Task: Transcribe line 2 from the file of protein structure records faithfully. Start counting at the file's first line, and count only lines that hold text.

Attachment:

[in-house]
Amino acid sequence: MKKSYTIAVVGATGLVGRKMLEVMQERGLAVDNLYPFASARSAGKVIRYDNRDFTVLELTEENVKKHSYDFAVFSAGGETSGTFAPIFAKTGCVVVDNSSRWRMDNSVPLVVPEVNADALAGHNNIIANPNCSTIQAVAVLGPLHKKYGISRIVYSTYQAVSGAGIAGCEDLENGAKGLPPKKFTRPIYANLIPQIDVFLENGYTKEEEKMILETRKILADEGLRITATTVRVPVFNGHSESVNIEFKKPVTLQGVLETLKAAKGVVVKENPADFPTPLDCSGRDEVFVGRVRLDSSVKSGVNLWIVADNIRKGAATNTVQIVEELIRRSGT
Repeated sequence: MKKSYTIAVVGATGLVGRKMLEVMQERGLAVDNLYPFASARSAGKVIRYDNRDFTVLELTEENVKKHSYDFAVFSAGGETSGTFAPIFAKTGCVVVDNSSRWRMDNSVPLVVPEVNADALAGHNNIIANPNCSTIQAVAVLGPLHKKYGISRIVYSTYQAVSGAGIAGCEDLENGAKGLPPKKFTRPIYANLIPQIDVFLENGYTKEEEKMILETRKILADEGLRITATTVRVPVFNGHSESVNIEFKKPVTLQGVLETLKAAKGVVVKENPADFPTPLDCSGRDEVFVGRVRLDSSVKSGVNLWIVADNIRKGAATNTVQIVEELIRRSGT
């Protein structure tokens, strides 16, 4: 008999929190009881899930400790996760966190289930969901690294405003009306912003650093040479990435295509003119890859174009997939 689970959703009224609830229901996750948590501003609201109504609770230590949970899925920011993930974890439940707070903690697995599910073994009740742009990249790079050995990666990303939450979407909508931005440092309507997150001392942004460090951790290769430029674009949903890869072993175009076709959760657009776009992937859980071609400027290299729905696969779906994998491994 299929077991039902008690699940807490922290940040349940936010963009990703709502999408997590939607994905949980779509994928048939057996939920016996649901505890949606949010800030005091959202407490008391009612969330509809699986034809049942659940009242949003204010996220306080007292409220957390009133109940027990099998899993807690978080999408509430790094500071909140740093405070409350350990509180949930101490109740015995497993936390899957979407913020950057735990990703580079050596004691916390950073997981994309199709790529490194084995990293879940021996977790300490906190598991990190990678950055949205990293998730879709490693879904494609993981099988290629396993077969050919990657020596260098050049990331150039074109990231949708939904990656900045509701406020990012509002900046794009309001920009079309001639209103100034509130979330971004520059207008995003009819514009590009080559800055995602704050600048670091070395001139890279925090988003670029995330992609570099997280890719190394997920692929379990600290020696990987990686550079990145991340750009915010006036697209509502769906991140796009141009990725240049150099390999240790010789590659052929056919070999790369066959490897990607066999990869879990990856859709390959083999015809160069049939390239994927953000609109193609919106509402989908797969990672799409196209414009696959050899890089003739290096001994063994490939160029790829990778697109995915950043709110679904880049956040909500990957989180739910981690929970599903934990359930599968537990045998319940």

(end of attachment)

Amino acid sequence: MKKSYTIAVVGATGLVGRKMLEVMQERGLAVDNLYPFASARSAGKVIRYDNRDFTVLELTEENVKKHSYDFAVFSAGGETSGTFAPIFAKTGCVVVDNSSRWRMDNSVPLVVPEVNADALAGHNNIIANPNCSTIQAVAVLGPLHKKYGISRIVYSTYQAVSGAGIAGCEDLENGAKGLPPKKFTRPIYANLIPQIDVFLENGYTKEEEKMILETRKILADEGLRITATTVRVPVFNGHSESVNIEFKKPVTLQGVLETLKAAKGVVVKENPADFPTPLDCSGRDEVFVGRVRLDSSVKSGVNLWIVADNIRKGAATNTVQIVEELIRRSGT